This week’s blog post is a guest blog post that I wrote for Classroom Q&A With Larry Ferlazzo – Education Week Teacher as part of a four part series: “Give Students Choice When It’s Time to Read” with additional insight from Laura Robb, Pam Allyn, and many more.
I have reposted the post I contributed below but you are going to want to read the entire blog series on teaching readers and reading on the Classroom Q&A With Larry Ferlazzo – Education Week Teacher webpage.
There is nothing like a great book to engross the reader, travel to another time or place, offer a new perspective on history, provide another perspective, bring new awareness, and hold up a mirror to one’s own life. As an English teacher, reading is a passion and pastime for me. But it wasn’t always this way. When I was in middle and high school, I was a reluctant reader. I disliked so many of the assigned books I read in my youth. The classics and canonical texts filled the reading lists. I found myself procrastinating summer reading requirements until days before school would begin again only to be faced with more required reading of people I did not connect with.
Today, it is the complete opposite in my own classroom. Students are given choices when it comes to school reading. Whether independent reading or working through our thematic units of instruction, students have book choice, and this leads to an increased motivation to read. To help them choose a book that piques their interest, I read aloud excerpts from books, share book trailers, and play audio selections of popular and poignant books I want to share with my students with the hope to match the right book at the right time with a reader. I share with my students books I am reading, listening to, and that comprise my ‘To Be Read List.’ Students have time to read every day in our English classroom. My classroom library is bursting with advanced-reader copies (ARCs) I collected at conferences like NCTE, ILA, and NerdCamp. Plus I am always purchasing books on Amazon after I read a new book review and get a recommendation from my professional learning community.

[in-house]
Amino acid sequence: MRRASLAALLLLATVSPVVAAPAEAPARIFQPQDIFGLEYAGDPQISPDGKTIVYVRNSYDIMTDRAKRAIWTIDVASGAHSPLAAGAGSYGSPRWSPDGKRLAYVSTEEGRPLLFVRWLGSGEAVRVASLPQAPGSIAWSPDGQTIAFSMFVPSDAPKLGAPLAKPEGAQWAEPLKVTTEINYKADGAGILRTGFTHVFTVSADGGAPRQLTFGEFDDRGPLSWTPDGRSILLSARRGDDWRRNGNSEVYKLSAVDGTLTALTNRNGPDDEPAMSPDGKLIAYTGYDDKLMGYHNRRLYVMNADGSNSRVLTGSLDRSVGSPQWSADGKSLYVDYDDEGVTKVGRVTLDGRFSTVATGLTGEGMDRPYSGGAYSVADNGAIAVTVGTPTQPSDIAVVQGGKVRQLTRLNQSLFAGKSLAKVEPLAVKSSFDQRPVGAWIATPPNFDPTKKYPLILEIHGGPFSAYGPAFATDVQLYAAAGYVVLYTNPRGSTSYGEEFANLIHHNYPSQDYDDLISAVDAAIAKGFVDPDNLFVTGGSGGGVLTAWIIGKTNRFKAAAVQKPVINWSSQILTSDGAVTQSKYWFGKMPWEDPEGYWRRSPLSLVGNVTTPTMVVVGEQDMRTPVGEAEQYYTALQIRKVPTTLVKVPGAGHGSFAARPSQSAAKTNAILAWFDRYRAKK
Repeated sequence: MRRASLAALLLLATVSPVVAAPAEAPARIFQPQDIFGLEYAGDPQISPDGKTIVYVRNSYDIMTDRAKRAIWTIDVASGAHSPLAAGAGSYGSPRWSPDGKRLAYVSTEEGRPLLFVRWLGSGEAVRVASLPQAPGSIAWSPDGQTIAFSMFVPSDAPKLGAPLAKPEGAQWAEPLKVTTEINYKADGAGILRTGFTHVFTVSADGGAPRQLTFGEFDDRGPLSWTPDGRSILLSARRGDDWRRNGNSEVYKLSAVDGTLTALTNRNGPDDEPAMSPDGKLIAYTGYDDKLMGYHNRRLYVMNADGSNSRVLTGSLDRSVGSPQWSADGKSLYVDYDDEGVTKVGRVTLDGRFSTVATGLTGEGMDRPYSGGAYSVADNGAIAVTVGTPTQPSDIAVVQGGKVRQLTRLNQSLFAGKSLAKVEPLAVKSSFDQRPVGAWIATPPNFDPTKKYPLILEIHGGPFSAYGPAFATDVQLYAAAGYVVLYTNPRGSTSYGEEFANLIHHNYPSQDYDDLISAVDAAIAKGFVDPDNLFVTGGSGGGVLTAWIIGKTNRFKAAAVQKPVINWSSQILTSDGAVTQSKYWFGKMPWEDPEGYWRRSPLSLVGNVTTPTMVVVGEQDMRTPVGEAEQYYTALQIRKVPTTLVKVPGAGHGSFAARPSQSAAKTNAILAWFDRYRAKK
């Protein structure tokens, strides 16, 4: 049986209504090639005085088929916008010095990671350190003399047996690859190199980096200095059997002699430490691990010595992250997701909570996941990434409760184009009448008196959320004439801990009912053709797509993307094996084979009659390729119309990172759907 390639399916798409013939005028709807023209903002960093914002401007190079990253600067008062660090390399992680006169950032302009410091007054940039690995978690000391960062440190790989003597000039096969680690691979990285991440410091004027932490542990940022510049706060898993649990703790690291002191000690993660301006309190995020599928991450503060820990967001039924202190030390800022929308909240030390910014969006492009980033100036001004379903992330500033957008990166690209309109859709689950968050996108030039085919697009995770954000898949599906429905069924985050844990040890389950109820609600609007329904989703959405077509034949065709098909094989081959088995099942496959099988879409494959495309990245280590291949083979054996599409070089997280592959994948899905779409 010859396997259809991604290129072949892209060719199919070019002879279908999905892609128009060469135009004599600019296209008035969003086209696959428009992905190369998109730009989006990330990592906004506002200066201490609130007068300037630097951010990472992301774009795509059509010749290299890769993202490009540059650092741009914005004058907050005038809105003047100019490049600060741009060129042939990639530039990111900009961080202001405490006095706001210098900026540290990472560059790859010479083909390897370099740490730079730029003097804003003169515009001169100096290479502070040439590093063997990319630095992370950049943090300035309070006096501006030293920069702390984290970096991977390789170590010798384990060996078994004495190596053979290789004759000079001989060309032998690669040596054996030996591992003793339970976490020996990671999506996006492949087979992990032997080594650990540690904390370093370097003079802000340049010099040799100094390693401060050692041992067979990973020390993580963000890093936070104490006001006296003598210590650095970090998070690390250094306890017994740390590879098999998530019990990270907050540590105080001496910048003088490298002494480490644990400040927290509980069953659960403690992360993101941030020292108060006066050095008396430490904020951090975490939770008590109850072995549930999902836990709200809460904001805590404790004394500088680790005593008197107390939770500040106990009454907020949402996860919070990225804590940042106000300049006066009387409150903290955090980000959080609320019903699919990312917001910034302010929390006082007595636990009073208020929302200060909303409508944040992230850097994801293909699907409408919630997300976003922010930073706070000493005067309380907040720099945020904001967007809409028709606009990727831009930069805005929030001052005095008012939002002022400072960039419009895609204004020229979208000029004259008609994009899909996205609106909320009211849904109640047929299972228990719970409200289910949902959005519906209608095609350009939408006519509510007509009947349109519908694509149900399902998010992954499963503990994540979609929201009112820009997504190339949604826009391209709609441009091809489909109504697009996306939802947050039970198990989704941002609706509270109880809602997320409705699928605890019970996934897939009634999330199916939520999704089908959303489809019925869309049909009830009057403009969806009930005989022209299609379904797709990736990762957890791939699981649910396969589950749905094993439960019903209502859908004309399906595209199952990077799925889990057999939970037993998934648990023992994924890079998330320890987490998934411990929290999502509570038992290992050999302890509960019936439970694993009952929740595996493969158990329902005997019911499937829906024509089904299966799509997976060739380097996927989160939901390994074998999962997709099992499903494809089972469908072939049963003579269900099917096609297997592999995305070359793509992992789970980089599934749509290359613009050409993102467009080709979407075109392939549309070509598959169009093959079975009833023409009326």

Educator and author of BookLove (Heinemann, 2013), Penny Kittle states that to motivate readers, students need choices, book talks, time to read in class, book clubs, access to books, and to see teachers passionate about reading. Literacy is a schoolwide initiative. When students see the adults in their life reading, talking about books, and share their reading life, they have positive reading role models. Similarly, carving out time in our classes for reading is key. When we flip reading time during class time rather than assigning reading outside of school, we allow students to practice reading in real time, promote discussion, and apply reading in the classroom. If we are going to help cultivate students who are avid readers of text—print, visual, digital, audio—then it means we are intentional about creating a culture of reading in our schools and classrooms.